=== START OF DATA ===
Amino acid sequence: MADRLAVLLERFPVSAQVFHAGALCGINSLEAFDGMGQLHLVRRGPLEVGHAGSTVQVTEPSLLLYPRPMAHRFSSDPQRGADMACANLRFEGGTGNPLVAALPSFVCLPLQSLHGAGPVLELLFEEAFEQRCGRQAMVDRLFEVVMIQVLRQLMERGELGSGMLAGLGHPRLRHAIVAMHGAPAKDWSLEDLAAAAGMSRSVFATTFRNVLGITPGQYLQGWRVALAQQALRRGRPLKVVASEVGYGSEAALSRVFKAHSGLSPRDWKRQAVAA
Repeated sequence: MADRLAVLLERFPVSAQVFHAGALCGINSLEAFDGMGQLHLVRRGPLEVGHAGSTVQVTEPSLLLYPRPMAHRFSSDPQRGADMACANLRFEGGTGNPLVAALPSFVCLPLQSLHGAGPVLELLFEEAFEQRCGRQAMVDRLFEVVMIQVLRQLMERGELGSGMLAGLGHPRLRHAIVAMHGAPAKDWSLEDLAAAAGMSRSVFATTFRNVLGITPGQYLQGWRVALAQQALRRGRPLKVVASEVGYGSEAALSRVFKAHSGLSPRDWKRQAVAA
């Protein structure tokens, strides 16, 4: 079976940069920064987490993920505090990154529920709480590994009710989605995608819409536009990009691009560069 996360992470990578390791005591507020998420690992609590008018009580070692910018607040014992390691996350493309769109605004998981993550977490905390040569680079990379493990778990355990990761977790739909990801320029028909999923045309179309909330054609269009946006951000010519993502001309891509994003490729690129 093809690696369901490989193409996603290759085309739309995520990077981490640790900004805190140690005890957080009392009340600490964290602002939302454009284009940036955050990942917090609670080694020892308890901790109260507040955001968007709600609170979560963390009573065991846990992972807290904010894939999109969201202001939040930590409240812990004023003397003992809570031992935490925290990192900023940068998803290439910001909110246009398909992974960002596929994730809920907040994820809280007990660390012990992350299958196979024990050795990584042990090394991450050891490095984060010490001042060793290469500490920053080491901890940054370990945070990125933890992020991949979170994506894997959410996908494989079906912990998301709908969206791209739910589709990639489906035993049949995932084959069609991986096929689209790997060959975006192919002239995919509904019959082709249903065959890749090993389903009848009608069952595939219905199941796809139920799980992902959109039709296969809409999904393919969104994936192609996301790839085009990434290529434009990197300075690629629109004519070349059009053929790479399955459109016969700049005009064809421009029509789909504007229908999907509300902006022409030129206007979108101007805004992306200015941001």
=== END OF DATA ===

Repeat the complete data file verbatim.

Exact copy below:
Amino acid sequence: MADRLAVLLERFPVSAQVFHAGALCGINSLEAFDGMGQLHLVRRGPLEVGHAGSTVQVTEPSLLLYPRPMAHRFSSDPQRGADMACANLRFEGGTGNPLVAALPSFVCLPLQSLHGAGPVLELLFEEAFEQRCGRQAMVDRLFEVVMIQVLRQLMERGELGSGMLAGLGHPRLRHAIVAMHGAPAKDWSLEDLAAAAGMSRSVFATTFRNVLGITPGQYLQGWRVALAQQALRRGRPLKVVASEVGYGSEAALSRVFKAHSGLSPRDWKRQAVAA
Repeated sequence: MADRLAVLLERFPVSAQVFHAGALCGINSLEAFDGMGQLHLVRRGPLEVGHAGSTVQVTEPSLLLYPRPMAHRFSSDPQRGADMACANLRFEGGTGNPLVAALPSFVCLPLQSLHGAGPVLELLFEEAFEQRCGRQAMVDRLFEVVMIQVLRQLMERGELGSGMLAGLGHPRLRHAIVAMHGAPAKDWSLEDLAAAAGMSRSVFATTFRNVLGITPGQYLQGWRVALAQQALRRGRPLKVVASEVGYGSEAALSRVFKAHSGLSPRDWKRQAVAA
């Protein structure tokens, strides 16, 4: 079976940069920064987490993920505090990154529920709480590994009710989605995608819409536009990009691009560069 996360992470990578390791005591507020998420690992609590008018009580070692910018607040014992390691996350493309769109605004998981993550977490905390040569680079990379493990778990355990990761977790739909990801320029028909999923045309179309909330054609269009946006951000010519993502001309891509994003490729690129 093809690696369901490989193409996603290759085309739309995520990077981490640790900004805190140690005890957080009392009340600490964290602002939302454009284009940036955050990942917090609670080694020892308890901790109260507040955001968007709600609170979560963390009573065991846990992972807290904010894939999109969201202001939040930590409240812990004023003397003992809570031992935490925290990192900023940068998803290439910001909110246009398909992974960002596929994730809920907040994820809280007990660390012990992350299958196979024990050795990584042990090394991450050891490095984060010490001042060793290469500490920053080491901890940054370990945070990125933890992020991949979170994506894997959410996908494989079906912990998301709908969206791209739910589709990639489906035993049949995932084959069609991986096929689209790997060959975006192919002239995919509904019959082709249903065959890749090993389903009848009608069952595939219905199941796809139920799980992902959109039709296969809409999904393919969104994936192609996301790839085009990434290529434009990197300075690629629109004519070349059009053929790479399955459109016969700049005009064809421009029509789909504007229908999907509300902006022409030129206007979108101007805004992306200015941001």